I had never been in first class before and was excited and nervous about the experience. When I found my seat I discovered that I would be sitting next to a man who was already watching an episode of South Park on the screen in front of him, jovially chuckling to himself. I got comfortable, and while the rest of the common people were entering the plane, a stewardess came by to take our drink order. I said that I was fine and went back to my book when my seat-mate looked at me like I was an idiot and said, “Son, getting a drink is the best part of flying first class!” and proceeded to order a Jack-and-Coke.

Four Jack-and-Cokes later we were in the air and I had my laptop open and my bible in my lap when the man leaned over to talk. I thought, “this time the person is coming to me” and I quickly prayed that God might give me something to say.

“What are you working on?”

“It’s a sermon for Sunday; I’m a pastor.”

“Well then, what are you reading?”

“It’s the Bible?”

“What do you think of it? Any good?” (Like he was asking about a John Grisham novel)

It’s the living Word of God for the people of God.

He paused and looked as if he was trying to figure out if I was serious or not, and slowly brought his headphones back to his ear, and drink to his mouth.

Did I share my faith with him? I think so, but sometimes people aren’t in a place to hear it and respond.

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Lindsey wasn’t feeling well when we returned from Florida so we decided to hit the Minute-Clinic at Walmart to find out if she needed a prescription or not. Remembering that she so graciously volunteered for me to ride in First Class, I thought it only appropriate that I drive and stay with her during the appointment. The waiting area was rather crowded, so I saw Lindsey to her seat and decided to sit on a bench outside of the room. I had a book with me and was looking forward to some light reading when I noticed a very disheveled man sitting on the bench all alone.

His mullet was knotted and unkempt. His smell was palpable from a few paces away. His clothes were stained and ill-fitting. His skin was blotchy and unhealthy. And I knew that I needed to share my faith with him. 

Unlike the previous two attempts I did not feel the pressure of the Spirit nagging me to do something, and I did not have a bible with me to spark a conversation, so instead I just decided to be myself, rather than someone else.

I introduced myself and sat down. He kept staring off into the distance, clearly focused on other things and remained unfazed by my presence.

Do you mind if I ask you a question?

He shrugged as if to say “I don’t care”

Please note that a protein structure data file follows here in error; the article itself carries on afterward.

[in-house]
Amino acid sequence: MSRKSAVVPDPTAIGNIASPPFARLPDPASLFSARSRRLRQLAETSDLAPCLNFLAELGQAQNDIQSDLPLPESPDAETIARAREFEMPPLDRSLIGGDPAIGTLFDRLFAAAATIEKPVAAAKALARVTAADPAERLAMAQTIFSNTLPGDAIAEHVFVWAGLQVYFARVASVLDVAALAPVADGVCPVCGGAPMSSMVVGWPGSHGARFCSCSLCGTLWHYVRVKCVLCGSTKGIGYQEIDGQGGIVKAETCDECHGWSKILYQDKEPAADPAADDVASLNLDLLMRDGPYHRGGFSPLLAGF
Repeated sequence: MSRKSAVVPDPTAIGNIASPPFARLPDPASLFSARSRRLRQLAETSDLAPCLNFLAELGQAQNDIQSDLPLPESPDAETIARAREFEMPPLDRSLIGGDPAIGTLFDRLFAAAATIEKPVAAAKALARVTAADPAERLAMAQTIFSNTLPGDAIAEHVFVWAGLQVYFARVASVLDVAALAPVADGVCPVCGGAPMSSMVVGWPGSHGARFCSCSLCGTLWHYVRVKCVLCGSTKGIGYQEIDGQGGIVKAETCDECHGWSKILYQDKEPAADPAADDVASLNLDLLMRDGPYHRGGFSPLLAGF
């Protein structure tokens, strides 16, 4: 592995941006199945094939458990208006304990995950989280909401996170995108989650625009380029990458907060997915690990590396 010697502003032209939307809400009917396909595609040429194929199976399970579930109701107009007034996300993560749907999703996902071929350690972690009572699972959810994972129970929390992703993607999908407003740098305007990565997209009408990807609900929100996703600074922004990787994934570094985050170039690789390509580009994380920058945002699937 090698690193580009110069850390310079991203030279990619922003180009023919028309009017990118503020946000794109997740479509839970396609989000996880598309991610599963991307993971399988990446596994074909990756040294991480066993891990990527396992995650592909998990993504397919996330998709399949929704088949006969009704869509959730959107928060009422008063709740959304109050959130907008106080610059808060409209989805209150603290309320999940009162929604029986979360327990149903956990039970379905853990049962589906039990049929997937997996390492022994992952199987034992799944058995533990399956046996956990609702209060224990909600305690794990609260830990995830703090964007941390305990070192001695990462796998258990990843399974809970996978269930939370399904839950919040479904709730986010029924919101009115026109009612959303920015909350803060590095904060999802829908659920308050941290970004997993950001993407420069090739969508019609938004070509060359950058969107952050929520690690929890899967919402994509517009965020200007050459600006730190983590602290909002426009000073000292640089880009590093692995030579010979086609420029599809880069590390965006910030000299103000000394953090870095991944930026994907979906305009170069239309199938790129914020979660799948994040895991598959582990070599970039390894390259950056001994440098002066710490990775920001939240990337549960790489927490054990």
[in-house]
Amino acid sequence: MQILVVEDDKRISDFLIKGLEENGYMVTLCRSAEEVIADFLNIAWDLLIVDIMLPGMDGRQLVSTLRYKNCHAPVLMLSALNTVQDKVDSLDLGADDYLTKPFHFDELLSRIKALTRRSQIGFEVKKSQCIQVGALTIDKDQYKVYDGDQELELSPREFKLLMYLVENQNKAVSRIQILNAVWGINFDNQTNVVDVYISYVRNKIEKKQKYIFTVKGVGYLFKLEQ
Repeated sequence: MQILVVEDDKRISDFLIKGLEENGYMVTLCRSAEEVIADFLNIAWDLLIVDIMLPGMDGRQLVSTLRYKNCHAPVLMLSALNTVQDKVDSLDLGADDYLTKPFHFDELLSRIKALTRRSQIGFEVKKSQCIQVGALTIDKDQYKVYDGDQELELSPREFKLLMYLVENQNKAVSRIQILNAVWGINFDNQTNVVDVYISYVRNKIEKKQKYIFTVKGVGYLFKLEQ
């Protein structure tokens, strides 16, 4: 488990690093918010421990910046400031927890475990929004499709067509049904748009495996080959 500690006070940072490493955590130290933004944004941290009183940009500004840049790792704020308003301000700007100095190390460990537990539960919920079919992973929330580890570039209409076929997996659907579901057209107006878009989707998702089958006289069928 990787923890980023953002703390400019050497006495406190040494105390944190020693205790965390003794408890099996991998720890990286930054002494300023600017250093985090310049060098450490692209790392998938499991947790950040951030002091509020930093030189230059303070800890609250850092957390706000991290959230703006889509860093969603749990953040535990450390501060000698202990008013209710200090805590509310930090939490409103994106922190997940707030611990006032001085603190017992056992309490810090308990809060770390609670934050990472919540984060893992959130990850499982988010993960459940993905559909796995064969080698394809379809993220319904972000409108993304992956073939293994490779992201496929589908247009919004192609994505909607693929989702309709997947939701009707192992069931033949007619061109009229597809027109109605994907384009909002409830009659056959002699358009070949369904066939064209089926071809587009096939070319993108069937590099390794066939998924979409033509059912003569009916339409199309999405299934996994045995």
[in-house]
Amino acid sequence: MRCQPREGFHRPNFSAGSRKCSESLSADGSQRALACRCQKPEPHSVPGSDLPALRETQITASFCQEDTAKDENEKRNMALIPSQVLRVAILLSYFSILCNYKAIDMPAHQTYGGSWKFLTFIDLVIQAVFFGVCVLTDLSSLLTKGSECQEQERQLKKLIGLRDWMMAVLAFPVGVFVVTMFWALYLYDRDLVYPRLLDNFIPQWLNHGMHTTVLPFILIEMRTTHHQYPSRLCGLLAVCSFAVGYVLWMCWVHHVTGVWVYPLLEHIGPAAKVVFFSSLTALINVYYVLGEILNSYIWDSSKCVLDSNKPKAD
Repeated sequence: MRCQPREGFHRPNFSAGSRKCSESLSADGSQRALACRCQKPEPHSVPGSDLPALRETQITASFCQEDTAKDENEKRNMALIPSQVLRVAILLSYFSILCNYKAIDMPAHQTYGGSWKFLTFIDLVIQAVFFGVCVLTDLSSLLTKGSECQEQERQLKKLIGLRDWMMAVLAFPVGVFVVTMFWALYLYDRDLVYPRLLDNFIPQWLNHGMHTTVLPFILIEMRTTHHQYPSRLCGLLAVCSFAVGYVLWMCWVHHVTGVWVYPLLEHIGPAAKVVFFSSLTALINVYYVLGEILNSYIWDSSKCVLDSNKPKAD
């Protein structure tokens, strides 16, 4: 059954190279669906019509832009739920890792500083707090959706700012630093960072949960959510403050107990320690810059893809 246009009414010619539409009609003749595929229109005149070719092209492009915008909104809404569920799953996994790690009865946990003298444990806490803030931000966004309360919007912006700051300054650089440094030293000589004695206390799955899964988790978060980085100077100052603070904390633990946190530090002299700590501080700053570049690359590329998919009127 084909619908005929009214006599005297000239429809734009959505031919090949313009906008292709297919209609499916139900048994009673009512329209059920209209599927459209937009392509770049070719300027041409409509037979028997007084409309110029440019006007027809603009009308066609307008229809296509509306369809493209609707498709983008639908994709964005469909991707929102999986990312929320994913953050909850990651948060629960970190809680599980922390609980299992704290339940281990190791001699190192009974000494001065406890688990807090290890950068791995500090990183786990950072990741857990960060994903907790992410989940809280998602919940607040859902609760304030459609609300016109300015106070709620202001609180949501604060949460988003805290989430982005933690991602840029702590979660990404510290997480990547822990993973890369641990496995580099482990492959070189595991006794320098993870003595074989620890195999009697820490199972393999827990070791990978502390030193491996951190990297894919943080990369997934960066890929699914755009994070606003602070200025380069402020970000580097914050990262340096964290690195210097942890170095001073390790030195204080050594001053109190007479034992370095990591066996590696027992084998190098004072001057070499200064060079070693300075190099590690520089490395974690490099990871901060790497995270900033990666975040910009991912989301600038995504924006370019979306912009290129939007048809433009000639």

How are you doing?

He slowly turned his head to look at the stranger sitting next to him and he began to answer the question. I learned about how he and his wife had fallen on hard times and could no longer purchase anything other than food. He shared with me his own personal frustrations with not being able to provide for his family. He talked about how people are so blind to the needs of others in our community because they just assume that everyone is fine. He vented about employment opportunities and the lack of fairness in the hiring process because businesses are only looking to hire people who think and look just like themselves. And he told me that he was at Walmart so that his wife could walk around the store and feel like she was shopping even though they would be going home empty handed.

The conversation went on and on and I let the man speak, I let him go wherever he needed, and I just sat there and listened. When the time came his wife found us sitting on the bench and he told me that it was time to go. I could tell that he was in a better place than he was before the conversation, perhaps because he was finally able to get some of his worries off his chest, and before he left he turned around to shake my hand and said, “Thanks for listening -nobody else does.

Did I share my faith with him? I think so, but sometimes our actions speak louder than our words.

I don’t know for sure what compelled the first four disciples to drop their nets and follow Jesus, but I imagine it had a lot to do with his actions. Jesus loved to eat among the poor and the outcast, he loved to seek out the last and the lost, and he was known for listening to people in the midst of their trials and tribulations.

Sharing our faith is a difficult task because it requires us to be vulnerable and step into situations that might blow up in our faces. It implies a willingness to believe that faith is something so important and life-giving that it is worth sharing no matter what. Sharing our faith means we have to start acting like Jesus outside the walls of church to meet people where they are and listen.

When was the last time you shared your faith with someone? Amen